Lately it seems like digital advice is synonymous with robo-advisors, but Jill Jacques, vice president at North Highland, says advisors who use automated advice tools need to make them one part of their tool kit.
“I see automated advice as one part of a bigger digital shift in our industry,” she told ThinkAdvisor. “It’s not a magic bullet for all clients, and it’s not the only digital solution that advisors should be thinking about.”
Advisors and firms that are thinking about incorporating robo-advice in their practice, or who have already done so, should also think about what other digital tools they can use to gain more efficiencies and improve engagement with clients. “Digital solutions in general can replace manual processes such as portfolio management, updating client information or transferring assets, freeing up the time to spend in more value-added areas that clients are willing to pay for, [those] being relationship management and coaching,” Jacques said.
For example, advisors should think about how they can “drive a more comfortable conversation” with clients, Jacques suggested. That might include “leveraging an interactive tablet app in a client meeting to work through scenarios and options versus looking at a screen or paper with a static point in time.”
The rapid rise of digital advice might put some advisors on the defensive as they struggle to find ways to compete against it or use it to their advantage. A survey by Jefferson National of RIAs and broker-dealers found that only 19% of advisors are using a robo-tool or digital offering in their firm, and 10% said they had never heard of a robo-advisor.
“I remember last year around this time nobody was talking about robo-advisors at all. We were talking with our clients, our wealth management firm and our retirement firm clients, about robo-advice and they thought, ‘What is that? Is that like robo-signing?’” Jacques remembered.
She said a big turnaround happened in spring this year when at the SIFMA Private Client conference in April, “robo-advice was talked about in every single discussion, every single breakout and there were still some firms and people thinking, ‘This isn’t going to last. It’s not a competitor for us, advisors don’t need to worry about it.’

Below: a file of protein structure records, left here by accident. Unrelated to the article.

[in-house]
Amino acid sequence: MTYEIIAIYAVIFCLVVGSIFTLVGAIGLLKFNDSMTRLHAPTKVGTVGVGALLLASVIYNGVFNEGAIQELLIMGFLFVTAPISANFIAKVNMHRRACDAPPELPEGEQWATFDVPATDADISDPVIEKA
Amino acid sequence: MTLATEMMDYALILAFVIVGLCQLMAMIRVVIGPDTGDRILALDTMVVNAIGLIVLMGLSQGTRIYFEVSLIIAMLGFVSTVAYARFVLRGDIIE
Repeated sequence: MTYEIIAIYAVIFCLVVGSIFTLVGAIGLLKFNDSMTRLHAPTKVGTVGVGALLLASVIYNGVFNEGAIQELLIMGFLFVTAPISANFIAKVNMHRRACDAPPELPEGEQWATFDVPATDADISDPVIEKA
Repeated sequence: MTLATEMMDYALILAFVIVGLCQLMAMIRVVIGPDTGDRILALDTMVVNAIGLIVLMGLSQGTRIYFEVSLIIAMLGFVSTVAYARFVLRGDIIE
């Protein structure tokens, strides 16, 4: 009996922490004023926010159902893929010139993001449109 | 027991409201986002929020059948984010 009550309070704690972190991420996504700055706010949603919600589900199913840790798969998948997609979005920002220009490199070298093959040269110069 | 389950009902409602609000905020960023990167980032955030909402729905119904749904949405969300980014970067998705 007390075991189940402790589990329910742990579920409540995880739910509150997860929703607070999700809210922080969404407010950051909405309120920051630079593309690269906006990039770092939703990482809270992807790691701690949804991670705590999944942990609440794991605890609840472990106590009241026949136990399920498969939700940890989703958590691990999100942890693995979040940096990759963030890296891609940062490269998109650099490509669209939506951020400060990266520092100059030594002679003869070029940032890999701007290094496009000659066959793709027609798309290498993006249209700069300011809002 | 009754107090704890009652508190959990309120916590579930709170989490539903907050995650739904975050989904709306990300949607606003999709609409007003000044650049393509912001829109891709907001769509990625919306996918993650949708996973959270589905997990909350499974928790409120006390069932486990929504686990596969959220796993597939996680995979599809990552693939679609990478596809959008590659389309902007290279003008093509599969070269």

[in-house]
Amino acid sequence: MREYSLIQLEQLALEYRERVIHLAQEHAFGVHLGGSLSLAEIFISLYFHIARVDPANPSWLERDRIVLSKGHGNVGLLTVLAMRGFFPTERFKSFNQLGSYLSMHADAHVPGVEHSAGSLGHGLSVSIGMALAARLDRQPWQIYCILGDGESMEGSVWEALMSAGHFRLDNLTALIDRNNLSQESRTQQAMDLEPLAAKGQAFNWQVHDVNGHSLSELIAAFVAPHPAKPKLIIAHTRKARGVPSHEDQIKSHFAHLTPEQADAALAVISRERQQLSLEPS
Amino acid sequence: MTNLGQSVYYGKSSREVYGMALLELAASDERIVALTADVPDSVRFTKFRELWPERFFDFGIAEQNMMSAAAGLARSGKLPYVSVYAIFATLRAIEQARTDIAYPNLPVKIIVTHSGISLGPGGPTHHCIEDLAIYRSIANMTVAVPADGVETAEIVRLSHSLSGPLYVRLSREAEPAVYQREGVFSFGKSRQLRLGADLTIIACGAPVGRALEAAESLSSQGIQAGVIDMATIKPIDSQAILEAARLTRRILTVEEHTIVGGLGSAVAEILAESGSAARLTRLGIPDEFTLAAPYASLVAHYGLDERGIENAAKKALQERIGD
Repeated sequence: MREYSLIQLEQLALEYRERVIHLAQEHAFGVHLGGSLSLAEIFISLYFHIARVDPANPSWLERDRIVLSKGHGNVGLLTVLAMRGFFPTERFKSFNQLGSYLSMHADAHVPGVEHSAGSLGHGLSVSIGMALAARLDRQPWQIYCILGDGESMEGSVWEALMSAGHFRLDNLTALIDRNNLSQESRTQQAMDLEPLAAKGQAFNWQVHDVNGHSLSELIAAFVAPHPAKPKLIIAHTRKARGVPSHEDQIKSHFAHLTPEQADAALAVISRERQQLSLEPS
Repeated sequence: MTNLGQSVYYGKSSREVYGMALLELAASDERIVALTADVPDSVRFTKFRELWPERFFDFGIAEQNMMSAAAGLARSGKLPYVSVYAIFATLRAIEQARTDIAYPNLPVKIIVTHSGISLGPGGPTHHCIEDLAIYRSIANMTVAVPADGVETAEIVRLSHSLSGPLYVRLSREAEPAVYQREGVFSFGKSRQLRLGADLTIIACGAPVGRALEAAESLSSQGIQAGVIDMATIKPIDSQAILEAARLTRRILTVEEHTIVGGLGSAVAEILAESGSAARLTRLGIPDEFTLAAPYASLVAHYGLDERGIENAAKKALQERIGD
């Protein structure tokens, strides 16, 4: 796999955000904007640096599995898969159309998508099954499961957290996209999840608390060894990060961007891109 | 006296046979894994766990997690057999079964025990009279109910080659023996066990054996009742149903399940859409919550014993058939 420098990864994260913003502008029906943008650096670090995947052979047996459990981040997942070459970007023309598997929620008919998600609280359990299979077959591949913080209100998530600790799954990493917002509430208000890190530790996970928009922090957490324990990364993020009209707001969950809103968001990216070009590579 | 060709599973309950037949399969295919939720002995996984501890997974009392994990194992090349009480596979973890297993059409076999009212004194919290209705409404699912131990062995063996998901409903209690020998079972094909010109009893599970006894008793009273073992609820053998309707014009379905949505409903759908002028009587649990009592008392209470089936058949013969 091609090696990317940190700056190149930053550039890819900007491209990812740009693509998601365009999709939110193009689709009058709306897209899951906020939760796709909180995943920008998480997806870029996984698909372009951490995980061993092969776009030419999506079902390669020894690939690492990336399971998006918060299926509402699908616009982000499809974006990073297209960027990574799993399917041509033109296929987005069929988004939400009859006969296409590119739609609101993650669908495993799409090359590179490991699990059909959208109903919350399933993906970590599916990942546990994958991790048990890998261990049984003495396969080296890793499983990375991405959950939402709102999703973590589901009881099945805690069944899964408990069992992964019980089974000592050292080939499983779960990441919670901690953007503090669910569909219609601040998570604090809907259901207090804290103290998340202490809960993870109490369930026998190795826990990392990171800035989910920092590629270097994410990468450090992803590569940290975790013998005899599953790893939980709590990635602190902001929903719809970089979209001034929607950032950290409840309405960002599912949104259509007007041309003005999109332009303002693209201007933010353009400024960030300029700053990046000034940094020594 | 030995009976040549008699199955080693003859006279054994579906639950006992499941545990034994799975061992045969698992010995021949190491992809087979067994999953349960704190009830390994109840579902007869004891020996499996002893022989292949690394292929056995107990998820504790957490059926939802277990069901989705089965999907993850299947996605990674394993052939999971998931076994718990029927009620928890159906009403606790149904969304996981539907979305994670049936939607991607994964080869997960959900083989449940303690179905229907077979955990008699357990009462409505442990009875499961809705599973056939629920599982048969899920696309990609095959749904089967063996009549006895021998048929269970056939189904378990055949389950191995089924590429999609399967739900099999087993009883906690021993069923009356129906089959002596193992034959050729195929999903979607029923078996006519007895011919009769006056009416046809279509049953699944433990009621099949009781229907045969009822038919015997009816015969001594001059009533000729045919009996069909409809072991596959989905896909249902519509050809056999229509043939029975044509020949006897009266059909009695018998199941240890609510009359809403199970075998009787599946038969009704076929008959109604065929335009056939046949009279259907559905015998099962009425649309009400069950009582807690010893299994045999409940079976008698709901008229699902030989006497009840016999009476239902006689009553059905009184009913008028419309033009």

“Then within a month or two, everybody is realizing that automated advice is here to stay. It’s part of a digital disruption that’s happening with automated advice and beyond,” she said.
Wealth management firms have typically been quicker to adapt to automated advice and recognize that digital tools need to be advanced, not avoided, but Jacques said that idea “has not trickled down to the advisor group.”
A lot of firms are still in a “buy or build” phase, where they’re trying to determine if it’s better to partner with another provider or acquire a robo-advisor, or to build their own solution, Jacques said.
“It’s a change management issue” for veteran advisors, she said. “Advisors who have been doing very well for 25, 30-plus years the way they’ve always done their portfolio management, and getting more veteran advisors to change is difficult. There’s the actual tool and technology discussion going on, and how best to integrate it so it doesn’t feel bolted on with current financial planning tools, but also getting advisors to change their ways of portfolio management will take more time.”
She suggested advisors look for areas digital tools can add efficiencies in their practice. “Investments are becoming commoditized. It’s hard to prove a difference between mutual funds or bonds […] so clients are gravitating toward more value-add services and more of a relationship with an advisor than beating the market and they’re willing to pay for that. Clients are actually pushing for advisors to do more automated advice solutions so the advisors have time freed up so they can talk with the client and help them through different scenarios and help them think through different options.”
--- Check out Robo-Advisors Will Need Humans — Yes, Humans — to Grow Business: Cerulli on ThinkAdvisor.